Life on Campus / Winter 2017
Open Book

The Human Library Project: This U of T grad student shared her story and a painful truth


Photo of Chizoba Imoka

Chizoba Imoka. Photo: Johnny Guatto

When Chizoba Imoka moved to Canada from Nigeria at 16, she thought she was leaving behind life in a country afflicted by post-colonial injustices. But after settling in Grande Prairie, Alberta, and becoming friends with a Métis woman, she discovered Canada’s own history as an oppressor of this land’s First Peoples. Now a PhD student at OISE, Imoka thinks other newcomers should know this painful truth about their adopted homeland.

That’s why in December, she participated in Hart House’s Human Library Project – a storytelling initiative that explored notions of home, belonging and community in Canada. The free event enabled participants to check out a “human book” – talk one-on-one for 25 minutes with an individual to gain a fresh perspective on what it means to be an Aboriginal, newcomer or settler in Canada. Says Imoka: “I’m hoping that by sharing my story, we can all be more reflective about our obligation to find opportunities to advocate and bring about a just and inclusive Canada.”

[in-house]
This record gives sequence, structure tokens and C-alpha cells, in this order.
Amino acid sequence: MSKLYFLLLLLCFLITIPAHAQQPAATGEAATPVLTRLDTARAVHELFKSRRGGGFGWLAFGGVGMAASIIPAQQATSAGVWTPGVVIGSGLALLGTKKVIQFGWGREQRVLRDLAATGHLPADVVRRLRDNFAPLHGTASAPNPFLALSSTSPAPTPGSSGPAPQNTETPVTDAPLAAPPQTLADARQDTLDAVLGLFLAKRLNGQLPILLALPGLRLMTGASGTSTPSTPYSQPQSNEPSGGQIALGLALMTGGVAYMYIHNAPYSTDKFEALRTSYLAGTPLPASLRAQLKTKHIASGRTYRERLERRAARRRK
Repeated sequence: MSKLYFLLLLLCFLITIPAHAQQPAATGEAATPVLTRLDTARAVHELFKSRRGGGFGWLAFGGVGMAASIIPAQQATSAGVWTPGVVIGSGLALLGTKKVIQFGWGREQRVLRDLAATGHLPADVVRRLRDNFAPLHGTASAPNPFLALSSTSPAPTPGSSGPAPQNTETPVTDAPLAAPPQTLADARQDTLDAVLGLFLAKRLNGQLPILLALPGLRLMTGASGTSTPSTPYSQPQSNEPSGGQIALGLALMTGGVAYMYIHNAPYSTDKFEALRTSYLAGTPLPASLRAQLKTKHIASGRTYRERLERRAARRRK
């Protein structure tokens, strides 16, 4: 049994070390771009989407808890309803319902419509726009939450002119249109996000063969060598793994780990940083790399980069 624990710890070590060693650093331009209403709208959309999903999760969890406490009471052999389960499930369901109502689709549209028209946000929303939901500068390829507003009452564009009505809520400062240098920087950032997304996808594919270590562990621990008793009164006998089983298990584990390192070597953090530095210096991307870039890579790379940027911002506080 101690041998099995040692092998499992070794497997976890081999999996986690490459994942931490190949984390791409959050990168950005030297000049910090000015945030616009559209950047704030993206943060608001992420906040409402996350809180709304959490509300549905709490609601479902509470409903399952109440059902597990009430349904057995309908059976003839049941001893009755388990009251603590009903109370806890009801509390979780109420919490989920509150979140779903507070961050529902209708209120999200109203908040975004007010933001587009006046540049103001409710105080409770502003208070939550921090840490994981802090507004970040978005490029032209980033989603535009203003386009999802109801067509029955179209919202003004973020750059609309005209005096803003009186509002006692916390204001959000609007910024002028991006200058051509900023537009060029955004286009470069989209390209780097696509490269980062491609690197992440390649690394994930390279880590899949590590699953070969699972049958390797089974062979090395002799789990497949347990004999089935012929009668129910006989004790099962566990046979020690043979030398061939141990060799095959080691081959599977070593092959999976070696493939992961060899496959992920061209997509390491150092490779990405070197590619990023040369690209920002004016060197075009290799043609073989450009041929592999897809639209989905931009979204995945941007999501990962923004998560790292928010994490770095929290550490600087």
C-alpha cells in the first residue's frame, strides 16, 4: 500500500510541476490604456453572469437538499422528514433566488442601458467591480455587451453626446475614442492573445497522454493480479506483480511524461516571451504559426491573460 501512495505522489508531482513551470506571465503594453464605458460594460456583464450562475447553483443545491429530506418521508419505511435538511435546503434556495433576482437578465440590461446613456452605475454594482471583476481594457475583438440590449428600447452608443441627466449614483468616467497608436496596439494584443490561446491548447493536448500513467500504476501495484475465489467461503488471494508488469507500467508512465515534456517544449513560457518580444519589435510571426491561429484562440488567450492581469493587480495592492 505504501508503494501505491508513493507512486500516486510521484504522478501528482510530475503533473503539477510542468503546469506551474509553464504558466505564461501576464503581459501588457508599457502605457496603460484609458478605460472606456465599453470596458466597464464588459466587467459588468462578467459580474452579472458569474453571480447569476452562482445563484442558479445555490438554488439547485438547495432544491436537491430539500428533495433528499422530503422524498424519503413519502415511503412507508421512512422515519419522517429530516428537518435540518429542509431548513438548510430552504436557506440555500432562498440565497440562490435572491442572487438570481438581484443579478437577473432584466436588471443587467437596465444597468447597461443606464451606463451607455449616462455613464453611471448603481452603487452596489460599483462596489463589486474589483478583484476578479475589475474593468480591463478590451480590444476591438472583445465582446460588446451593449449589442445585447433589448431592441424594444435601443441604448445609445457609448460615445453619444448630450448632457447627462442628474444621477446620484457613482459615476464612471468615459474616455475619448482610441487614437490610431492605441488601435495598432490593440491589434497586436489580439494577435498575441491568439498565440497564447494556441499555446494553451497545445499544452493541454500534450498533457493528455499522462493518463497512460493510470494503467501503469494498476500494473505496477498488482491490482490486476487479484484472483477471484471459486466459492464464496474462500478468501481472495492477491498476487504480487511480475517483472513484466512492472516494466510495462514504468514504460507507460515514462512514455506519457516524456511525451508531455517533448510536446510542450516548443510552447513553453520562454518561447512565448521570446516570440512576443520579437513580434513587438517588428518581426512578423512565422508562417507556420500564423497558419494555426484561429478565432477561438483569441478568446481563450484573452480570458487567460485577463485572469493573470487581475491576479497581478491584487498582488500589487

Watch: The Human Library Project at Hart House


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